SitNews - Stories in the News - Ketchikan, Alaska


By Hans Porter


February 03, 2010
Wednesday AM

Bill S. 881 "SOUTH EAST ALASKA NATIVE LAND ENTITLEMENT FINALIZATION ACT" will lay waste to one of the most beautiful places on this planet. The old growth forest with its amazing canopy will be destroyed. The miles and miles of karst formation will not be open to the public. Subsistence resources for several communities will disappear. We will not be able to travel by road. Our water supplies will be in danger or ruined. All this for the short term revenues which will benefit no one but Sealaska Corporation, will not create jobs, and will not provide sustainable resources. It will be all damage and destruction as is typical of this corporation's way of doing business.

This bill will further impact at least 3 communities as follows:

Roads: The bill states that it provides for road access for subsistence and recreational uses, it also notes that Sealaska will be able to eliminate access for a myriad of purposes. These easement roads should be kept open and maintained to promote tourism and private and commercial travel to the northern end of Prince of Wales Island. These roads must allow commercial access as that is how our communities (Port Protection and Point Baker) receive propane and other commercial items, travel for medical treatment, etc. Use should not be restricted to subsistence and/or recreational only with the provision of closing these roads when Sealaska deems it necessary. Labouchere Bay should be kept open to the public and vehicle parking be allowed to continue.

Potable Water Supply: The proposed developmental area that is located behind Port Protection (32, 33, 34, 27, 28, 29, 22, 21, 20, 16, 15, 8, 9, and 10) is the source of the water supply to both Port Protection and a smaller area known as Back Bay. The people in Back Bay have hoses placed in creeks for water collection. Each one of these areas, including numbers that may not be noted contain tributaries, should be left untouched. There are also eagle nests in the areas mentioned above. Our water comes from an unknown source, travels through the limestone caves and emerges from the side of a mountain where it is contained with a gravel cistern and funneled into a catchment tank which provides year-round gravity fed water to the entire village. Our village is one of the few with fire hydrants available to every residence. In addition, there are alarming rates of cancer on Prince of Wales Island linked to logging / milling operations. Logging and fresh water supplies do not mix.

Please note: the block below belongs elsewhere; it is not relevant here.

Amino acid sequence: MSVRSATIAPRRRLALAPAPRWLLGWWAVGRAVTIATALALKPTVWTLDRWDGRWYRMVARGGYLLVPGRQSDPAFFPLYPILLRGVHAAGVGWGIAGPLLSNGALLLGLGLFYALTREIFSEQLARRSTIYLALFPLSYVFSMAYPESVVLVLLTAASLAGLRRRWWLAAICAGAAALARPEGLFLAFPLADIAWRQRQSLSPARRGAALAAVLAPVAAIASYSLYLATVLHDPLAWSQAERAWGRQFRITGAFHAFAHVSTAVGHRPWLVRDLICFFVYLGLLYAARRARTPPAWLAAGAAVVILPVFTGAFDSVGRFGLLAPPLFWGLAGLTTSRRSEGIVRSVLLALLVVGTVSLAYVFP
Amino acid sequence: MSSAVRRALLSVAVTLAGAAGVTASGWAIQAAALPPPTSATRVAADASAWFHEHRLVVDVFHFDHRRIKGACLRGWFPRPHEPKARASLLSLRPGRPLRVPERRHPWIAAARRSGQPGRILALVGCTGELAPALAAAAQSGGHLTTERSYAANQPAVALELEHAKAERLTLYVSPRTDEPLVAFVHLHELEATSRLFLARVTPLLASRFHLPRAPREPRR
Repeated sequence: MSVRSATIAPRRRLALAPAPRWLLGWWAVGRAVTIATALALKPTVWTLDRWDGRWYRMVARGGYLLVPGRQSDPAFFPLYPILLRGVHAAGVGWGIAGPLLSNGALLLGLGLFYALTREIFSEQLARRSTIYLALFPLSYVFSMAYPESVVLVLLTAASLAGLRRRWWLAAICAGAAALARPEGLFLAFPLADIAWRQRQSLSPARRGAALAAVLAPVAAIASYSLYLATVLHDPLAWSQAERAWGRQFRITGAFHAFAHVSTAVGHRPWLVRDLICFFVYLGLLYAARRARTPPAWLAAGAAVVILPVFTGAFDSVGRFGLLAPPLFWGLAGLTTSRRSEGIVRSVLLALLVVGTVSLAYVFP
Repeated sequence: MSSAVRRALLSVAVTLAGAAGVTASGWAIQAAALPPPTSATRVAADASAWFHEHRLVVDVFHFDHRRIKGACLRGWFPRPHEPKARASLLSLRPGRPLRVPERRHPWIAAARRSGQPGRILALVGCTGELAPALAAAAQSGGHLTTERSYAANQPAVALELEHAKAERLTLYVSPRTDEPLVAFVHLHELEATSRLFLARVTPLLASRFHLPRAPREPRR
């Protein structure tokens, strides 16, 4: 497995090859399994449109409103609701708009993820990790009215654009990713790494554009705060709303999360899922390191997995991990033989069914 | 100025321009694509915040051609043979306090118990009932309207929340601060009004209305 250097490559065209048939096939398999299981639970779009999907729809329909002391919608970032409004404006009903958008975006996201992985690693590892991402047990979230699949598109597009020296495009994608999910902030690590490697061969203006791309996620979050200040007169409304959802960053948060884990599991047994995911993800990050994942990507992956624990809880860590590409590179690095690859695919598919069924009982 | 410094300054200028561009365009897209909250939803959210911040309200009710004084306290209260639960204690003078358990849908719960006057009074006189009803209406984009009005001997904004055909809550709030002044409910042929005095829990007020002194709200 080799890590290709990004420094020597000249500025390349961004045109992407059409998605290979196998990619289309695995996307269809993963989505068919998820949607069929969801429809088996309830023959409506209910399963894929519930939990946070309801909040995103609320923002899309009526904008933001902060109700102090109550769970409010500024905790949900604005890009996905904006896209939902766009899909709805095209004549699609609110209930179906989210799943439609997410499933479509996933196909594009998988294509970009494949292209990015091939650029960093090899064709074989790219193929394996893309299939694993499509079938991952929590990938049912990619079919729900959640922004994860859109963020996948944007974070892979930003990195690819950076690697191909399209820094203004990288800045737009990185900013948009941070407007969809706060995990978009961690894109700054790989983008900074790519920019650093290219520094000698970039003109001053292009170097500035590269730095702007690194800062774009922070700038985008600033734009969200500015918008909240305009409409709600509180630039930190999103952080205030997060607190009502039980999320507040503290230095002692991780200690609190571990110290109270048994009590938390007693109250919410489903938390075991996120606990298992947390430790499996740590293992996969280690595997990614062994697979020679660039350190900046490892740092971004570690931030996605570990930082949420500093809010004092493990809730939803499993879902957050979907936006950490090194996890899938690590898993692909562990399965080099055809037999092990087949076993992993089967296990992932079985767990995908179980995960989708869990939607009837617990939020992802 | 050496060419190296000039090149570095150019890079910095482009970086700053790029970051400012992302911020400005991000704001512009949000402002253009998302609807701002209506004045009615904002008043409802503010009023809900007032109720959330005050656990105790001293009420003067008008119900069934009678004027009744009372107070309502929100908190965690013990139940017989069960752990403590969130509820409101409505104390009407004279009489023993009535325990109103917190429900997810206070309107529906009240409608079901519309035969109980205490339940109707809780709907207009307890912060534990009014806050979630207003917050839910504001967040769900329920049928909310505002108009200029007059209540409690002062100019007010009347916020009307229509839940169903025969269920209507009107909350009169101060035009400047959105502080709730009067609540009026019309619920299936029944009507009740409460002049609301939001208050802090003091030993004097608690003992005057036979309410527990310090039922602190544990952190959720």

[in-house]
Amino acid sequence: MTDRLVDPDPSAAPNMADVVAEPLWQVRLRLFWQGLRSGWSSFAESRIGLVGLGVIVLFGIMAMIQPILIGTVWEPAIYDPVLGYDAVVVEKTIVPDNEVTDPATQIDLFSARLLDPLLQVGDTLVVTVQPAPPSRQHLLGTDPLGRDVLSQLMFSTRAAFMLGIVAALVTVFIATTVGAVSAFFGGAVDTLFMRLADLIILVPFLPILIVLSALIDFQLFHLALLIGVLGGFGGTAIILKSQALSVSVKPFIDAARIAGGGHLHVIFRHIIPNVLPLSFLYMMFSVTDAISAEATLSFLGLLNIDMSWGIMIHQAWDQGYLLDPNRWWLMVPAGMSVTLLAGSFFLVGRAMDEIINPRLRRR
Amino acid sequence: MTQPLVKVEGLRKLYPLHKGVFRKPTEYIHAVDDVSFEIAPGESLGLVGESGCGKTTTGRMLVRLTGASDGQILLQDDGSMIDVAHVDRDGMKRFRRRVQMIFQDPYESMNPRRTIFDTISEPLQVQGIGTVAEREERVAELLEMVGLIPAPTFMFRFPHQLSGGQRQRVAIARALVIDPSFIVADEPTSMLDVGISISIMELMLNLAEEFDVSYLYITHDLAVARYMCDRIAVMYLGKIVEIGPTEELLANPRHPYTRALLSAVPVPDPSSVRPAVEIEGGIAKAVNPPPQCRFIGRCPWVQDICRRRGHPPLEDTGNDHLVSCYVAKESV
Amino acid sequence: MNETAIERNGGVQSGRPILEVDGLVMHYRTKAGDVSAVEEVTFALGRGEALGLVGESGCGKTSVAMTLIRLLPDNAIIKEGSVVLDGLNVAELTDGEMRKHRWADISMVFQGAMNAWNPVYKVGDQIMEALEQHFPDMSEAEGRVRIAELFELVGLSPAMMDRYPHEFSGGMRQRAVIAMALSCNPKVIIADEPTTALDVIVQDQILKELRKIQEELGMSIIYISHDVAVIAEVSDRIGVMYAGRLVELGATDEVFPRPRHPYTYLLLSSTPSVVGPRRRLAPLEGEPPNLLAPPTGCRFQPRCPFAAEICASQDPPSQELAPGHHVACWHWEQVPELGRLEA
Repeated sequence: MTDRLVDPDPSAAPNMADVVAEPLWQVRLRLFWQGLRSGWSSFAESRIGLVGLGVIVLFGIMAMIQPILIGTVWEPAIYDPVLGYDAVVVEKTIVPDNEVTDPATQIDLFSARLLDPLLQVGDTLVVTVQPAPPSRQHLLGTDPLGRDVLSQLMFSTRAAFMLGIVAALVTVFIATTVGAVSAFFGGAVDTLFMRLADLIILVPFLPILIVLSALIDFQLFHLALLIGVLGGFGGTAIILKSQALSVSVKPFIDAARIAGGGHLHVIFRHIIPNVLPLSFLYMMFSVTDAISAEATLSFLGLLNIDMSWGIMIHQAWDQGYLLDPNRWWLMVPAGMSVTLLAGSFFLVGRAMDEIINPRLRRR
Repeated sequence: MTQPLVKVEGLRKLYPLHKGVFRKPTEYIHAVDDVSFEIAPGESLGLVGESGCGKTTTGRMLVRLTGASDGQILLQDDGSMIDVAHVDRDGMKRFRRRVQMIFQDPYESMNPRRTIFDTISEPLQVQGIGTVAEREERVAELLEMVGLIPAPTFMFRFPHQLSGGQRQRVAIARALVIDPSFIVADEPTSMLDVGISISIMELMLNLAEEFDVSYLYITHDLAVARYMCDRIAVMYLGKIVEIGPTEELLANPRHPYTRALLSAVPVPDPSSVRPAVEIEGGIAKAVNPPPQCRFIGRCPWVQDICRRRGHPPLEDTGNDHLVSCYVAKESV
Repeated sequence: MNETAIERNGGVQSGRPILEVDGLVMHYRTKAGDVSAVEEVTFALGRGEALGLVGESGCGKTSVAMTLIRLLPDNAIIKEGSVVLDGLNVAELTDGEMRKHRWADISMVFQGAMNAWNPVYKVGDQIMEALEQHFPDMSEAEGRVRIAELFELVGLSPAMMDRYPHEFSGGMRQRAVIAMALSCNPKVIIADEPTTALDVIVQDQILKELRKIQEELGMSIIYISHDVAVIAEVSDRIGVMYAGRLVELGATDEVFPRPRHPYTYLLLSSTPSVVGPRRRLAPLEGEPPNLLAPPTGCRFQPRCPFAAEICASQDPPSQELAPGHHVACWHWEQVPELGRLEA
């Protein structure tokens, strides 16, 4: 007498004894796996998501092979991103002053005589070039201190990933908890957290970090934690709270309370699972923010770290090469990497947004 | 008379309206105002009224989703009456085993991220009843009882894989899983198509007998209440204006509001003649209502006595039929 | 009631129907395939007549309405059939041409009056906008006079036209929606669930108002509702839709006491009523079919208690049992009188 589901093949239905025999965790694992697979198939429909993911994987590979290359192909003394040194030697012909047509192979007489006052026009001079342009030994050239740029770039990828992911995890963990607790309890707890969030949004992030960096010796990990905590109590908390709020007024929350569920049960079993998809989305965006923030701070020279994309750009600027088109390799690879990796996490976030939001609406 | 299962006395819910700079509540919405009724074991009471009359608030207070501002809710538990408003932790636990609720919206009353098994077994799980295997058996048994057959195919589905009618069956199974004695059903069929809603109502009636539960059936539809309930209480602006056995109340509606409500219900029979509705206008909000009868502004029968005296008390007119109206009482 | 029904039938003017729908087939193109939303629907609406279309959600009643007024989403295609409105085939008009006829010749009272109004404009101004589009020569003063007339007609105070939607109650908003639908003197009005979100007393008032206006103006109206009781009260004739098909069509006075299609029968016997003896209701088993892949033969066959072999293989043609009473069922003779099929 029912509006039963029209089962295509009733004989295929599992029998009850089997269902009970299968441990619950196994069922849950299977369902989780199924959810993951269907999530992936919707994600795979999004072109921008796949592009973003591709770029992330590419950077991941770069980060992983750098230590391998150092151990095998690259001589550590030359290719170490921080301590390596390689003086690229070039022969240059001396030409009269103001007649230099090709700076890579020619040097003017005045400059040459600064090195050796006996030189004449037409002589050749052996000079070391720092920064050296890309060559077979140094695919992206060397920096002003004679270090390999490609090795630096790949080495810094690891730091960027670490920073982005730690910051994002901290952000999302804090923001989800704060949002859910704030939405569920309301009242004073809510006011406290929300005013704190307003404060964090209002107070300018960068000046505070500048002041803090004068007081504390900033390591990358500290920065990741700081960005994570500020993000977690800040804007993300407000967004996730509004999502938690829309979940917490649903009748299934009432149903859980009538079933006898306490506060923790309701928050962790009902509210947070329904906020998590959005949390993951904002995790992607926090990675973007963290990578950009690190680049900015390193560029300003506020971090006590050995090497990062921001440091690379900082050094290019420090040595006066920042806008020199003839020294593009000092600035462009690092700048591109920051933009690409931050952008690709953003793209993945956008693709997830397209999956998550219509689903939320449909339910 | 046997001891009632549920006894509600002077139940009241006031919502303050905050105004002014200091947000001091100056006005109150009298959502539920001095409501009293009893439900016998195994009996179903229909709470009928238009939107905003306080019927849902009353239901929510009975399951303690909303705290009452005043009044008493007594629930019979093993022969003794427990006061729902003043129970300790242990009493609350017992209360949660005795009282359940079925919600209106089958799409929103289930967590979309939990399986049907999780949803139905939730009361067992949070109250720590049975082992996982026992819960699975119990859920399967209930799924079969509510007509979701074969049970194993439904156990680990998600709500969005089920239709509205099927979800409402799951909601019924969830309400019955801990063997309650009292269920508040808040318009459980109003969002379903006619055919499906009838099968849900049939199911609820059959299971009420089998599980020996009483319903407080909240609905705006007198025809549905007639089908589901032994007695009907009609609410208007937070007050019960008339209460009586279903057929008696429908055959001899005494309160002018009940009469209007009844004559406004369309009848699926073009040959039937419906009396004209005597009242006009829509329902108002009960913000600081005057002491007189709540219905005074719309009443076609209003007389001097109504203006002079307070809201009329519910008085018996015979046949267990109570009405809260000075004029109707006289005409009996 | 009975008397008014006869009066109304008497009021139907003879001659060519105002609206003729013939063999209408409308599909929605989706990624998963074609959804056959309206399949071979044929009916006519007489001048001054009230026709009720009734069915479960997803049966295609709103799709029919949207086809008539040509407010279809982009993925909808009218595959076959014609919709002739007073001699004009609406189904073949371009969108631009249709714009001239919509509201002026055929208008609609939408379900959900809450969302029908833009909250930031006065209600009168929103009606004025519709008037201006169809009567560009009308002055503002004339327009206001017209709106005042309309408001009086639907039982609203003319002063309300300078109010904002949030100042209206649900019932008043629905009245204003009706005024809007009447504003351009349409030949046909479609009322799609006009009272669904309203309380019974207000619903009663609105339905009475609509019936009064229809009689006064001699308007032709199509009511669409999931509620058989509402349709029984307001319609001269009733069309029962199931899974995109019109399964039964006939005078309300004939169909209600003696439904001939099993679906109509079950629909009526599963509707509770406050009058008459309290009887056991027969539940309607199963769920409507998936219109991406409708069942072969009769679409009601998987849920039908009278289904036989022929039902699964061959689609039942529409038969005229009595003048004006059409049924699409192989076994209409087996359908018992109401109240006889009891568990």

Wild Sockeye Salmon: Proposed areas 3, 4, 5, 8, 9, 14, 15, 22, 23, 27, 26, 34, and 35, also planned developmental land, is part of our watershed and an essential migratory and subsistence area for wild sockeye salmon. At a minimum it should be necessary to have an environmental impact study in place prior to allowing commercial harvesting of timber in these areas in particular.

Subsistence: Passage of this bill will eliminate our ability to hunt, fish, gather firewood, pick berries as well as other subsistence uses. Although the bill claims that residents will still be able to use these lands for subsistence, Sealaska historically finds reasons to close its land to private uses through one means or another. It is a federal offense to use native corporation land for subsistence activities as one lady in Klawock discovered after accidentally picking wild berries on native land and was prosecuted by the federal government for this activity.

The northern end of Prince of Wales Island has many SUSTAINABLE economic opportunities from commercial berry picking through land use permits to tourism. Per the Encyclopedia of Earth "In addition, logging and extensive road building in some ecological provinces (e.g., Prince of Wales Island northern and southern provinces) will eliminate up to 70 percent of the total old growth over the next 150 years. Projected logging levels in old-growth systems are expected to result in significant population declines in several species, including northern goshawk (Accipiter gentilis laingi), Alexander Archipelago wolf (Canis lupus ligoni), marten (Martes americana), northern flying squirrel (Glaucomys sabrinus), brown bear, and some neotropical and resident birds. In addition, well-drained karst terrain has been particularly impacted by logging, as well as species rich <> estuarine <> and riparian fringes (protected on national forests by narrow (150-300 m) buffers). Village corporation lands (managed by Native Alaskan corporations) have been particularly impacted by extensive logging."

This bill has potential to cause a great deal of environmental harm. It will limit non-native access to subsistence uses whereas these areas are now accessible by all.

Hans Porter
Port Protection, AK


Received February 02, 2009 - Published February 03, 2010



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